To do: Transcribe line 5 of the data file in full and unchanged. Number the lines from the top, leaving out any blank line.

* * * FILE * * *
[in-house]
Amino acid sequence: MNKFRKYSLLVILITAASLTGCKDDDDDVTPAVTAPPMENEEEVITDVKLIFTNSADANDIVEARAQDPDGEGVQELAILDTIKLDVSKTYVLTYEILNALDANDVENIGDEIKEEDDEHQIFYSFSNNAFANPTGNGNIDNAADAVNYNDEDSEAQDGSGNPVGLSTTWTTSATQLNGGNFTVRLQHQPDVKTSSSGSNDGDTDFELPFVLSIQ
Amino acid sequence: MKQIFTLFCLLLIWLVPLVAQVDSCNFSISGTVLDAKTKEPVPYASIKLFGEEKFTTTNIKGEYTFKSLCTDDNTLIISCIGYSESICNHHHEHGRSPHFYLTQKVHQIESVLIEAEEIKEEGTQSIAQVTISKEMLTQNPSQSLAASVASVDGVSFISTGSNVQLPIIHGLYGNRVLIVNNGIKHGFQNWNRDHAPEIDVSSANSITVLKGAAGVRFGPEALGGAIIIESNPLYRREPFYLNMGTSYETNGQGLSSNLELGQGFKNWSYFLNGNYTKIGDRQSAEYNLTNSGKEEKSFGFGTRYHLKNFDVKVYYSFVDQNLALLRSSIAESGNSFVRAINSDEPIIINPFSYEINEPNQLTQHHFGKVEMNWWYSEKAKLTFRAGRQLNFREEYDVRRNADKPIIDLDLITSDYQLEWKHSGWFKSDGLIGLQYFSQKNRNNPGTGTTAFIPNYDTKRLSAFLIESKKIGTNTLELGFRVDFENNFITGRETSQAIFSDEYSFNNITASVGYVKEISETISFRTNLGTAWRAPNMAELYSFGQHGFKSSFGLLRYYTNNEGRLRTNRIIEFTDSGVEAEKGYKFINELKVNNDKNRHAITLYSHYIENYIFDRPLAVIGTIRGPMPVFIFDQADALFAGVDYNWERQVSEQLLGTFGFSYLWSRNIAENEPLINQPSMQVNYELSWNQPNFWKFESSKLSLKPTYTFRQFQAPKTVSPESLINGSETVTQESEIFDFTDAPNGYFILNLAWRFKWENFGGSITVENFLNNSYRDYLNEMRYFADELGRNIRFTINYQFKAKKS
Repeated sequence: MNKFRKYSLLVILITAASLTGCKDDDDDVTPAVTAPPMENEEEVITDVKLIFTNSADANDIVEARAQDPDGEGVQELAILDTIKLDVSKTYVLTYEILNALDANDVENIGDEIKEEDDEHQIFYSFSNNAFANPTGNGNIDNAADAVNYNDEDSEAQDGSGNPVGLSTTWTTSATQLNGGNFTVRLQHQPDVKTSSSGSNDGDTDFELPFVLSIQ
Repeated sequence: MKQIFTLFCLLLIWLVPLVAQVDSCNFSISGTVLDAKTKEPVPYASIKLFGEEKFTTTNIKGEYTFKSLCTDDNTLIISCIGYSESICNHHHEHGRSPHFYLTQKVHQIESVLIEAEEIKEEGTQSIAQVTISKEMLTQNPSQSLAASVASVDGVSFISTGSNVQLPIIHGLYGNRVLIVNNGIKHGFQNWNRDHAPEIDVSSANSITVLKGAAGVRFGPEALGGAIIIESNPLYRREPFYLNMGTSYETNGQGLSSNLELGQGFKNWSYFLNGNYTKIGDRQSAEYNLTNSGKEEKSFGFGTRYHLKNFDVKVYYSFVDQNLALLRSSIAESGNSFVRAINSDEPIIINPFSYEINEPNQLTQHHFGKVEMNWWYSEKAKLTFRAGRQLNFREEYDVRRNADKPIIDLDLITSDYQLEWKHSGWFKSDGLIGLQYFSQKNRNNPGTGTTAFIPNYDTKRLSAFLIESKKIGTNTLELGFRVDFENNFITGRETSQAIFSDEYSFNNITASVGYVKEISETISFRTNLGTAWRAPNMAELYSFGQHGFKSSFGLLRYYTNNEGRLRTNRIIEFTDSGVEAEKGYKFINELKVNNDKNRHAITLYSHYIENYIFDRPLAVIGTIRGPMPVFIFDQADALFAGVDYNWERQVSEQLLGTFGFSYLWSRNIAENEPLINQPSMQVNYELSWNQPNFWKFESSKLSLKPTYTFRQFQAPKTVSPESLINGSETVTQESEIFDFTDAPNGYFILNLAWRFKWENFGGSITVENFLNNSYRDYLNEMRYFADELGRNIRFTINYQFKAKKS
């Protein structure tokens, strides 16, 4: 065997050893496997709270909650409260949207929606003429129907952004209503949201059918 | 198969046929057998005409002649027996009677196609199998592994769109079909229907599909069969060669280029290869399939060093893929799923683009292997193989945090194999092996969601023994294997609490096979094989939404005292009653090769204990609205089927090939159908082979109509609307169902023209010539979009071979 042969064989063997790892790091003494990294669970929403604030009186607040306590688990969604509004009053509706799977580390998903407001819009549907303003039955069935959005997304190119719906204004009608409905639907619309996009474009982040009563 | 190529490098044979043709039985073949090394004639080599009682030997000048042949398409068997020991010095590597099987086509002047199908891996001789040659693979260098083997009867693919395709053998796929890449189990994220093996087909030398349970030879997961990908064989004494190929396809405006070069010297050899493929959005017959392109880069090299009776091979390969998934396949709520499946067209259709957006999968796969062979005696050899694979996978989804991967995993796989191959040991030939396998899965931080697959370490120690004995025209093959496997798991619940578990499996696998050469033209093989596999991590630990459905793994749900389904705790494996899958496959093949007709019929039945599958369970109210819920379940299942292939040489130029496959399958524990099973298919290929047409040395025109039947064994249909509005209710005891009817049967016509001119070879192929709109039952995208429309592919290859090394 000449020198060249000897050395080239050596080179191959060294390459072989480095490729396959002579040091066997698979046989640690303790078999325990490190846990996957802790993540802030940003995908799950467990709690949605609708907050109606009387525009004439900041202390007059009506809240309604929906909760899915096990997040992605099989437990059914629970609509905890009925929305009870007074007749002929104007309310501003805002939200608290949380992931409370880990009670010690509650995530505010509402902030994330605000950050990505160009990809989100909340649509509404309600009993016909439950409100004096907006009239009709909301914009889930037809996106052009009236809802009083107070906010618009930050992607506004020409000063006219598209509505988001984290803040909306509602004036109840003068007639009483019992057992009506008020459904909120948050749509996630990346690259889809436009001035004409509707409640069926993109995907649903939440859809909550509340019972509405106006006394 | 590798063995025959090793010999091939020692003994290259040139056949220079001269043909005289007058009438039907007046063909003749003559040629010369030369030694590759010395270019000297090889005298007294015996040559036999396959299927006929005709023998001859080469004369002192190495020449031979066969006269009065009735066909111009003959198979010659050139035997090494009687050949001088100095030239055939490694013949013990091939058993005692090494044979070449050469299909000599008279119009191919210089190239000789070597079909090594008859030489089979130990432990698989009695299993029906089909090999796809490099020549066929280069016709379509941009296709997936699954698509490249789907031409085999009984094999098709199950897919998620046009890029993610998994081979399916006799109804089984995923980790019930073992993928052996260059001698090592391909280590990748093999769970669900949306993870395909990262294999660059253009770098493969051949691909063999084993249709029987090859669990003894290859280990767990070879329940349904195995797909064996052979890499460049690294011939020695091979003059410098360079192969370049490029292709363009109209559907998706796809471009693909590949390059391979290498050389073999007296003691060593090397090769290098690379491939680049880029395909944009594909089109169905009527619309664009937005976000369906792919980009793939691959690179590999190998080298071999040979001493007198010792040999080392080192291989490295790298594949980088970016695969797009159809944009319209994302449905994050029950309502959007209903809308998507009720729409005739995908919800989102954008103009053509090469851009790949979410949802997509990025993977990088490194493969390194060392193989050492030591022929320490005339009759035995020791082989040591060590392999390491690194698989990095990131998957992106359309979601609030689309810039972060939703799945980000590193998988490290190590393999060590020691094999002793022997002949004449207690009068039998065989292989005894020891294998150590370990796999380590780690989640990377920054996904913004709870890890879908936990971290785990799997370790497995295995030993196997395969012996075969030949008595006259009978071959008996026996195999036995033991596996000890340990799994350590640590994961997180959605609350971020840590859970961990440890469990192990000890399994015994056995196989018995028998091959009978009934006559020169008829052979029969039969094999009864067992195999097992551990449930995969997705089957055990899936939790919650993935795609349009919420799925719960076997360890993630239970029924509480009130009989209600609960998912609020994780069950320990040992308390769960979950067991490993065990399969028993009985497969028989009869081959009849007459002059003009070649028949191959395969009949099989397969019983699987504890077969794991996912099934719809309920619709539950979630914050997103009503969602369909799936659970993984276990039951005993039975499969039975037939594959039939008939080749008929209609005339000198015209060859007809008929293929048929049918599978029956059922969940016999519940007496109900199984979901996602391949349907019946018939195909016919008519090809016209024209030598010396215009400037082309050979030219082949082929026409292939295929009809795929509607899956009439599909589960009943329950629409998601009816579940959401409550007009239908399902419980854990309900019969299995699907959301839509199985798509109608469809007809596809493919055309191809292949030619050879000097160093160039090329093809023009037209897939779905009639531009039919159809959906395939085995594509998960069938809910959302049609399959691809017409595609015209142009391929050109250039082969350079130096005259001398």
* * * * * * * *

Repeated sequence: MKQIFTLFCLLLIWLVPLVAQVDSCNFSISGTVLDAKTKEPVPYASIKLFGEEKFTTTNIKGEYTFKSLCTDDNTLIISCIGYSESICNHHHEHGRSPHFYLTQKVHQIESVLIEAEEIKEEGTQSIAQVTISKEMLTQNPSQSLAASVASVDGVSFISTGSNVQLPIIHGLYGNRVLIVNNGIKHGFQNWNRDHAPEIDVSSANSITVLKGAAGVRFGPEALGGAIIIESNPLYRREPFYLNMGTSYETNGQGLSSNLELGQGFKNWSYFLNGNYTKIGDRQSAEYNLTNSGKEEKSFGFGTRYHLKNFDVKVYYSFVDQNLALLRSSIAESGNSFVRAINSDEPIIINPFSYEINEPNQLTQHHFGKVEMNWWYSEKAKLTFRAGRQLNFREEYDVRRNADKPIIDLDLITSDYQLEWKHSGWFKSDGLIGLQYFSQKNRNNPGTGTTAFIPNYDTKRLSAFLIESKKIGTNTLELGFRVDFENNFITGRETSQAIFSDEYSFNNITASVGYVKEISETISFRTNLGTAWRAPNMAELYSFGQHGFKSSFGLLRYYTNNEGRLRTNRIIEFTDSGVEAEKGYKFINELKVNNDKNRHAITLYSHYIENYIFDRPLAVIGTIRGPMPVFIFDQADALFAGVDYNWERQVSEQLLGTFGFSYLWSRNIAENEPLINQPSMQVNYELSWNQPNFWKFESSKLSLKPTYTFRQFQAPKTVSPESLINGSETVTQESEIFDFTDAPNGYFILNLAWRFKWENFGGSITVENFLNNSYRDYLNEMRYFADELGRNIRFTINYQFKAKKS